Not Pouring A Foundation For A House
You do not need extensive experience to use lay concrete. You can use Quikrete or other products which make it easy. Throw in a little rebar and you will have a strong base for your rainwater harvesting. Not for a few years but for decades.
Additional Things To Protect Your Barrel
If you are able to build even a small overhead covering it will go a far way. If you decide to lay a small slab on concrete you could put wooden posts in it. Then put a small aluminum or steel roof.
A few feet of rain protection could help to increase the overall longevity of your barrels. It’s ironic because they are rainwater barrels. If you did this, it would be protecting the outside of the barrel.
What Do Avoid
The water you drink should be given the priority it deserves. You want to buy new food-grade barrels. Someone asked me if it’s a good idea to buy used barrels? I would say no because you do not know how they were maintained.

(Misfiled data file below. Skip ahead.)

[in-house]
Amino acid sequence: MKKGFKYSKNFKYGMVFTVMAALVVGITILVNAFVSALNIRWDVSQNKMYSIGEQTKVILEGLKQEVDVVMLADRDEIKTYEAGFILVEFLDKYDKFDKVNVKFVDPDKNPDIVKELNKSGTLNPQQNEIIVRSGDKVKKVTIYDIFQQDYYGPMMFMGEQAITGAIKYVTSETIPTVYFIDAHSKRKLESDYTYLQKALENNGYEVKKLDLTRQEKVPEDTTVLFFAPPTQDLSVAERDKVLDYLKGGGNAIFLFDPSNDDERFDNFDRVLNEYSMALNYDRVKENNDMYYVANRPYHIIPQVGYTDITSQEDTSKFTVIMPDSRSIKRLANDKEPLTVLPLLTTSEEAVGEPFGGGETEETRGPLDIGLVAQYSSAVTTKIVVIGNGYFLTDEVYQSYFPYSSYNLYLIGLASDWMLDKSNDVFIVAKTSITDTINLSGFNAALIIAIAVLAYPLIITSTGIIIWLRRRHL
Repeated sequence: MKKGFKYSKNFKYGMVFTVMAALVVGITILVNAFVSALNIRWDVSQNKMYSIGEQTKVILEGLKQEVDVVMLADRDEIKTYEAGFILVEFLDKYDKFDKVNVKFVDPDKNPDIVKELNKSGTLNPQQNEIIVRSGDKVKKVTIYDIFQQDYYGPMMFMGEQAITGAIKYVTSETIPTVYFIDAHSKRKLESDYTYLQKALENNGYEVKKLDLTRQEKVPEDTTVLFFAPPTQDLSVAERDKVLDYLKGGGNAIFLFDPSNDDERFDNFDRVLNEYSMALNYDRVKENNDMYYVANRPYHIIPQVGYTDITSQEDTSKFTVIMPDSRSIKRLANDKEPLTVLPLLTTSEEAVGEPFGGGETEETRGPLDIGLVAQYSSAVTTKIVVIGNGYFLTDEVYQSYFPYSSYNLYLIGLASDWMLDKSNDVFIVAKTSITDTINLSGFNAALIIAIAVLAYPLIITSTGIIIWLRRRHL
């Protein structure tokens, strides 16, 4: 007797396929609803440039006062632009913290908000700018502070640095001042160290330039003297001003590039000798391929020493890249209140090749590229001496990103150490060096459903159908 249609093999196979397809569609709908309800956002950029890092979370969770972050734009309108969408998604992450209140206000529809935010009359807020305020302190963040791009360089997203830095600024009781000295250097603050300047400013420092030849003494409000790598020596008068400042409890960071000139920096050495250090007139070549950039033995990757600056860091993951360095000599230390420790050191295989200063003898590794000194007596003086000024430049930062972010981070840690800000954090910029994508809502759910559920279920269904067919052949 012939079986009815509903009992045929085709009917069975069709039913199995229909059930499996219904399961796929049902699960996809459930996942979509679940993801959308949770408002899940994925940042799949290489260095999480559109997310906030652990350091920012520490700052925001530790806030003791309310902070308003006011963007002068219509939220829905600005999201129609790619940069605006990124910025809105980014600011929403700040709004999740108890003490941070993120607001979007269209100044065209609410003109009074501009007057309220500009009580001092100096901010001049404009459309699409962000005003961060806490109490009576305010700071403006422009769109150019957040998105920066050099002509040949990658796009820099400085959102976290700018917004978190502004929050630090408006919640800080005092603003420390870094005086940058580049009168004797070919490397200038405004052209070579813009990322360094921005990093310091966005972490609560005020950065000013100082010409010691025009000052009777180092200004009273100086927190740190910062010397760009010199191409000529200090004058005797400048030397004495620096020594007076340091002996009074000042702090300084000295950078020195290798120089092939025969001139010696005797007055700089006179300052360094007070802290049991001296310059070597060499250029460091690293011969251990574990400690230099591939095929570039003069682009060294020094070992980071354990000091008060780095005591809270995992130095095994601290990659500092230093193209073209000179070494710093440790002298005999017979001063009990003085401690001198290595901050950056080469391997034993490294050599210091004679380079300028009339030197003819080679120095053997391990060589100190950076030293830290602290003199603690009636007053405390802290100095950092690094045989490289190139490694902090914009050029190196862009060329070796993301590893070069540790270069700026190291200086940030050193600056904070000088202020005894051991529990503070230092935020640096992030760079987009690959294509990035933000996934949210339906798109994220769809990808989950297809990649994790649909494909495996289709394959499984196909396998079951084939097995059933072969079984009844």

I would always start new, especially when it comes to drinking water.
You should also not buy wooden barrels.
You pay what you get for, when it comes to barrels. So keep that in mind. Would you rather buy one good new barrel or two barrels cause the first one was used? Think long-term!
Long Term Maintenance
If you are storing water barrels for an emergency, maintenance is key. So make sure you keep an eye on your water. I would add bleach every few months to keep the water clean.
If you are storing it for the long term, and not outside things are different. I would focus on keeping it cool and in a dark place. You want to avoid sunlight as that will promote the growth of bacteria and algae forming. Which you do not want!
I hope you now have a good idea of how to clean and sanitize a rainwater barrel.